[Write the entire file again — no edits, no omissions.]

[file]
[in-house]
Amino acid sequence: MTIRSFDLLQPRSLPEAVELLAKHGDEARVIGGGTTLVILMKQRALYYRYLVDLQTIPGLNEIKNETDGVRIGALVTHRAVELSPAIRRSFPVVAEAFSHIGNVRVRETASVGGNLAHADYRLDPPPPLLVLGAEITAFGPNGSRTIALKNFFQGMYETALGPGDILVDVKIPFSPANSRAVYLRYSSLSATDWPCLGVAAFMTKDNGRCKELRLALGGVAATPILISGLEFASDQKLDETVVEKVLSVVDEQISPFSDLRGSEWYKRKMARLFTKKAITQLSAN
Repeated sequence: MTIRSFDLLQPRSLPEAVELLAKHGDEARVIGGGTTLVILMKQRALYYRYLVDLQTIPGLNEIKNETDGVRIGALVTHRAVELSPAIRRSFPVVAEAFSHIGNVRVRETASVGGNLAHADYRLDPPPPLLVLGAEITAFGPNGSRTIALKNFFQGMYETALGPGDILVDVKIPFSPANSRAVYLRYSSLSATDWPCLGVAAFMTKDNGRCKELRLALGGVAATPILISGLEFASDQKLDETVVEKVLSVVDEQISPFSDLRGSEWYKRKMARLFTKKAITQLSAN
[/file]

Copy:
[in-house]
Amino acid sequence: MTIRSFDLLQPRSLPEAVELLAKHGDEARVIGGGTTLVILMKQRALYYRYLVDLQTIPGLNEIKNETDGVRIGALVTHRAVELSPAIRRSFPVVAEAFSHIGNVRVRETASVGGNLAHADYRLDPPPPLLVLGAEITAFGPNGSRTIALKNFFQGMYETALGPGDILVDVKIPFSPANSRAVYLRYSSLSATDWPCLGVAAFMTKDNGRCKELRLALGGVAATPILISGLEFASDQKLDETVVEKVLSVVDEQISPFSDLRGSEWYKRKMARLFTKKAITQLSAN
Repeated sequence: MTIRSFDLLQPRSLPEAVELLAKHGDEARVIGGGTTLVILMKQRALYYRYLVDLQTIPGLNEIKNETDGVRIGALVTHRAVELSPAIRRSFPVVAEAFSHIGNVRVRETASVGGNLAHADYRLDPPPPLLVLGAEITAFGPNGSRTIALKNFFQGMYETALGPGDILVDVKIPFSPANSRAVYLRYSSLSATDWPCLGVAAFMTKDNGRCKELRLALGGVAATPILISGLEFASDQKLDETVVEKVLSVVDEQISPFSDLRGSEWYKRKMARLFTKKAITQLSAN